The thing is, this little gift of pudding was a reminder of a whole lot my cup overflowsof love- and the surprise of those pudding cups waiting for me wasn’t the only surprise. For, even in the years that I had thought were broken, there had been so many surprising gifts of love: the gift of a new friend hearing my family’s story and not loving us any less, the gift of generous strangers who helped my family make ends meet each month, the gift of family and friends that visited on holidays and birthdays so that our home would never feel empty, but filled with love- love in overflow.

I never wanted to tell a soul about my family situation when it was, to me, only a story of brokenness. But as time passes, and God’s grace abounds, I am starting to see the fuller story. It’s not the story of a cup knocked over. It’s not the story of a cup emptied to the last, desolate drop. It’s the story of a strong, loving hand- a God that steadied and filled my cup with blessings even when I couldn’t see it: Blessings in overflow. I’m still learning that I always need God’s help, even today, to see all of the stories of my life as a story of love. But He always steadies my heart, giving me the grace to see the real and hidden story, with joy and in thanksgiving.

pudding cups

Finding Order in Christ

Grace Maginn

Notre Dame Vision Mentor-in-Faith (2014)
University of Notre Dame, Class of 2016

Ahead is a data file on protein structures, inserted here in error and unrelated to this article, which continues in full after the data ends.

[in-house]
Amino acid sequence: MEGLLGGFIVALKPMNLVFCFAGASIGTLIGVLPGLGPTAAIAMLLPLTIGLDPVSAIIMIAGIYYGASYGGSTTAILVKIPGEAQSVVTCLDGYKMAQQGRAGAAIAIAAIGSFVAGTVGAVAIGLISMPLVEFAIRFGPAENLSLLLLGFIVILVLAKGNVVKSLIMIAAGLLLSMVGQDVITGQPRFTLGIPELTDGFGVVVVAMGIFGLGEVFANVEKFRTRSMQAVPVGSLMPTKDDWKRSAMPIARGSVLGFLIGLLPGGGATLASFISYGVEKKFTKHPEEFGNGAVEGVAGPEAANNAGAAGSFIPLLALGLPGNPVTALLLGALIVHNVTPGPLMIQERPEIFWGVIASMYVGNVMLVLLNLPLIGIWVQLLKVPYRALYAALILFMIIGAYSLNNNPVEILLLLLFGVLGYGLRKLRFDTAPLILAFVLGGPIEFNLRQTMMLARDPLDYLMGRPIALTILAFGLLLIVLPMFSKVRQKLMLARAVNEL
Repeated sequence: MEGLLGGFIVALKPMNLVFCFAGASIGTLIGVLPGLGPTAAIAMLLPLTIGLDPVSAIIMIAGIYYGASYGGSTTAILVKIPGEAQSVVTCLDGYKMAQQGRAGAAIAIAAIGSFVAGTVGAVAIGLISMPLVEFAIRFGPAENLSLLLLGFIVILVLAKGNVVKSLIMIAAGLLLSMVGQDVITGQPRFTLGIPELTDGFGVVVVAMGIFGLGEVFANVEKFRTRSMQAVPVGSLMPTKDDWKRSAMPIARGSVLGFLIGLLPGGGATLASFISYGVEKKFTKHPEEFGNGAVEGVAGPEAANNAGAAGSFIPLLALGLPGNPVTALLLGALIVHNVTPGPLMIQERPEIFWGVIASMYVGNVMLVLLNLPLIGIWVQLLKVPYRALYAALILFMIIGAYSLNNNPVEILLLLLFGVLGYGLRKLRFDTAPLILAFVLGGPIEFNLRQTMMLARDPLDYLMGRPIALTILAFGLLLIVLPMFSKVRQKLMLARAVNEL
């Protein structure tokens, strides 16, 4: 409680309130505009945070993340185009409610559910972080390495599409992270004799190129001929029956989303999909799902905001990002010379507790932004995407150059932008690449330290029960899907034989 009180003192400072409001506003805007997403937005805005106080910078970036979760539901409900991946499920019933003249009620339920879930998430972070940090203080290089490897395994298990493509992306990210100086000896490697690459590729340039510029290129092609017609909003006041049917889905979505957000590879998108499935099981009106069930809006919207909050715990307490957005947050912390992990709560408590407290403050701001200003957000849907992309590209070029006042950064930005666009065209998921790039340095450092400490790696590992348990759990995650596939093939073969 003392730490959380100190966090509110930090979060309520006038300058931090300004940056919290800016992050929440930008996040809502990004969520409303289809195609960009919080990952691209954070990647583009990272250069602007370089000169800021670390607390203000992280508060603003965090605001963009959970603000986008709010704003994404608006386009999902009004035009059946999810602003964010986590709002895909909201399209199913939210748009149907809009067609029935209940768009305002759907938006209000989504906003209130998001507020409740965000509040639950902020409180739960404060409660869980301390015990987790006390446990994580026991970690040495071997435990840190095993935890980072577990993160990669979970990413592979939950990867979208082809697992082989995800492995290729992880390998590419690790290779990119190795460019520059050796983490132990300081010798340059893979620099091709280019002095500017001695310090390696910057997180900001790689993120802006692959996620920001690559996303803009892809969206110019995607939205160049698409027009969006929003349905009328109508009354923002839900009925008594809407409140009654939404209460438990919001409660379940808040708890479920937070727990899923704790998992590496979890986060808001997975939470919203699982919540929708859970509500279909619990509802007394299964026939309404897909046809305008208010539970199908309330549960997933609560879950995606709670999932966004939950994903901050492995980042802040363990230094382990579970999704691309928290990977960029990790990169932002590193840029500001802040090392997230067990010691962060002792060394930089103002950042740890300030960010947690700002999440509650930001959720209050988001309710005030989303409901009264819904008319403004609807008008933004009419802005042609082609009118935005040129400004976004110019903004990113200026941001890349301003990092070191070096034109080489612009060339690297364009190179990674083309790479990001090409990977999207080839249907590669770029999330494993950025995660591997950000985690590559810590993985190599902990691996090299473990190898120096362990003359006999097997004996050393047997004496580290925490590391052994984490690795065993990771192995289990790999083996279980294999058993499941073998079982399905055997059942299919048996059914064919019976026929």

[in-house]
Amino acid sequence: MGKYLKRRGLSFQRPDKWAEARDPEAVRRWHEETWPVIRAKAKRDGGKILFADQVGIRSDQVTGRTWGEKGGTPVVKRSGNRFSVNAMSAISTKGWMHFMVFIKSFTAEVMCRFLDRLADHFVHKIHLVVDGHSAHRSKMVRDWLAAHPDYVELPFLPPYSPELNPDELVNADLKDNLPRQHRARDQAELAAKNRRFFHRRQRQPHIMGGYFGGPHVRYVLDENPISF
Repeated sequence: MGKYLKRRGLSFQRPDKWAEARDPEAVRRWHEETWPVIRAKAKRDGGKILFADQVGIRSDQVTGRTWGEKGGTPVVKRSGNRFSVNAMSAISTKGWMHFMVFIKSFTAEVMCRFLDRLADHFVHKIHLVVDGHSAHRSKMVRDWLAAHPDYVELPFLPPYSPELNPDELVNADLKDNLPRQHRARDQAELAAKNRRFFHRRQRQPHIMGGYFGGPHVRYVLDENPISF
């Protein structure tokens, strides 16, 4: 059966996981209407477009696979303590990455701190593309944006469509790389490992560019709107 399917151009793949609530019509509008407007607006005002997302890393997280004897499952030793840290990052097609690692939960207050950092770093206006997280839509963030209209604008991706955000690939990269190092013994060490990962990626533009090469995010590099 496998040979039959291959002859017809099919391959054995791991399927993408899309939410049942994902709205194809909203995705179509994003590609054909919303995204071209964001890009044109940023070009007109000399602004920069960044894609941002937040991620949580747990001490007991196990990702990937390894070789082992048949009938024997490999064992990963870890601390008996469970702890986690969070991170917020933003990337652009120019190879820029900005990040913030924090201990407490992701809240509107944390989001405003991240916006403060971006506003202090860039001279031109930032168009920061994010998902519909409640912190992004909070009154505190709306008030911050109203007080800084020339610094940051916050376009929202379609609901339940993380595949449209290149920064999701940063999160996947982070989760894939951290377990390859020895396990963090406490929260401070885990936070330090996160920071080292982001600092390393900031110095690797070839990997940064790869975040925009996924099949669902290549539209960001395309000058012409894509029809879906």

With confidence, I can unashamedly say that one of my favorite activities is tidying up. As I am a college student, this might sound a bit outrageous; but vacuuming rugs, putting my clothes away, and picking up after my roommates makes me happy because these things allow me to de-clutter and organize the world around meTidying up allows me to put something in order when everything else is busy, chaotic, and out ofmy control. It brings me a sense of peace, knowing that all of my stuff is organized and right where it should be. Though I do love tidying up, what I don’t always love are those times when there are plenty of actual messes to clean up. More than once, I’ve woken up to find a couple of pizza sauce stains on the white couch, a bottle of purple Gatorade spilled onto the carpet, an overflowing trash can giving off a pungent aroma, and crumbs everywhere (and I mean EVERYWHERE). Often when this happens, I freeze up, panic, and metaphorically (and/or physically) get into the fetal position. Messes that require a bit of tidying and organizing I can pretty well handle. But Stains? Spills? Messes that go beneath the surface? Not so much. One day during my sophomore year, I found myself frantically getting ready for class, running a lot more behind schedule than I wanted to be. Grabbing a bottle of lotion from the top of my dresser, I hurriedly opened the cap, only to watch in horror as the bottle flew from my grasp, tumbled out of my fingers and spilled all over my newly-vacuumed carpet. I’ll confess that the first thing to escape my lips was not a nice word. However, the second thing I uttered, which still surprises me, was Lord, give me patience. After a messy and exhausting first semester, that phrase seemed to connect the dots with many of the difficult and overwhelming things I had been struggling with.